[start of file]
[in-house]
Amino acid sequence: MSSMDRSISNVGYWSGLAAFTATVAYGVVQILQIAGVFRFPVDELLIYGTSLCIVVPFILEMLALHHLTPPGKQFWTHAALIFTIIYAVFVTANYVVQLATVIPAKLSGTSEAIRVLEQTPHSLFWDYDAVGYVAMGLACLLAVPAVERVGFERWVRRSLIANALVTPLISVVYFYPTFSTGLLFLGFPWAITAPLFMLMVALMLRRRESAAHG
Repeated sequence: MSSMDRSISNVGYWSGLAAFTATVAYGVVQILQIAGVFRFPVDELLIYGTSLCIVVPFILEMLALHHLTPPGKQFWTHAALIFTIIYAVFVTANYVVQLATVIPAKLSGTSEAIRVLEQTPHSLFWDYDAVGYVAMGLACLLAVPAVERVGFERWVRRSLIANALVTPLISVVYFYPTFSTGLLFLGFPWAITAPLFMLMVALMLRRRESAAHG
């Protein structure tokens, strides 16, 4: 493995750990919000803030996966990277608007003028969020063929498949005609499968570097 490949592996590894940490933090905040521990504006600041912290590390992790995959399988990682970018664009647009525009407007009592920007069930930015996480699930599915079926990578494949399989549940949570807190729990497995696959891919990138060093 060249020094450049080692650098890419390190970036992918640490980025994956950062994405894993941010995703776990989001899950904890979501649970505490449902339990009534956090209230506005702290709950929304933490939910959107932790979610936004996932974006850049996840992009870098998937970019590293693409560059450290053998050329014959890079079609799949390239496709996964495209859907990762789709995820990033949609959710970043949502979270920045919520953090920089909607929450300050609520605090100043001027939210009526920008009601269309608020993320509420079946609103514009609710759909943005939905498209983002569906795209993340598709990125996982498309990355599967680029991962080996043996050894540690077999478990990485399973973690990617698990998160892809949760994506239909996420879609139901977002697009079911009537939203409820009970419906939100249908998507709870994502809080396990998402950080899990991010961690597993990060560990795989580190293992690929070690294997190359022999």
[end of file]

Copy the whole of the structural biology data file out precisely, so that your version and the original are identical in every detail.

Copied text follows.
[in-house]
Amino acid sequence: MSSMDRSISNVGYWSGLAAFTATVAYGVVQILQIAGVFRFPVDELLIYGTSLCIVVPFILEMLALHHLTPPGKQFWTHAALIFTIIYAVFVTANYVVQLATVIPAKLSGTSEAIRVLEQTPHSLFWDYDAVGYVAMGLACLLAVPAVERVGFERWVRRSLIANALVTPLISVVYFYPTFSTGLLFLGFPWAITAPLFMLMVALMLRRRESAAHG
Repeated sequence: MSSMDRSISNVGYWSGLAAFTATVAYGVVQILQIAGVFRFPVDELLIYGTSLCIVVPFILEMLALHHLTPPGKQFWTHAALIFTIIYAVFVTANYVVQLATVIPAKLSGTSEAIRVLEQTPHSLFWDYDAVGYVAMGLACLLAVPAVERVGFERWVRRSLIANALVTPLISVVYFYPTFSTGLLFLGFPWAITAPLFMLMVALMLRRRESAAHG
């Protein structure tokens, strides 16, 4: 493995750990919000803030996966990277608007003028969020063929498949005609499968570097 490949592996590894940490933090905040521990504006600041912290590390992790995959399988990682970018664009647009525009407007009592920007069930930015996480699930599915079926990578494949399989549940949570807190729990497995696959891919990138060093 060249020094450049080692650098890419390190970036992918640490980025994956950062994405894993941010995703776990989001899950904890979501649970505490449902339990009534956090209230506005702290709950929304933490939910959107932790979610936004996932974006850049996840992009870098998937970019590293693409560059450290053998050329014959890079079609799949390239496709996964495209859907990762789709995820990033949609959710970043949502979270920045919520953090920089909607929450300050609520605090100043001027939210009526920008009601269309608020993320509420079946609103514009609710759909943005939905498209983002569906795209993340598709990125996982498309990355599967680029991962080996043996050894540690077999478990990485399973973690990617698990998160892809949760994506239909996420879609139901977002697009079911009537939203409820009970419906939100249908998507709870994502809080396990998402950080899990991010961690597993990060560990795989580190293992690929070690294997190359022999």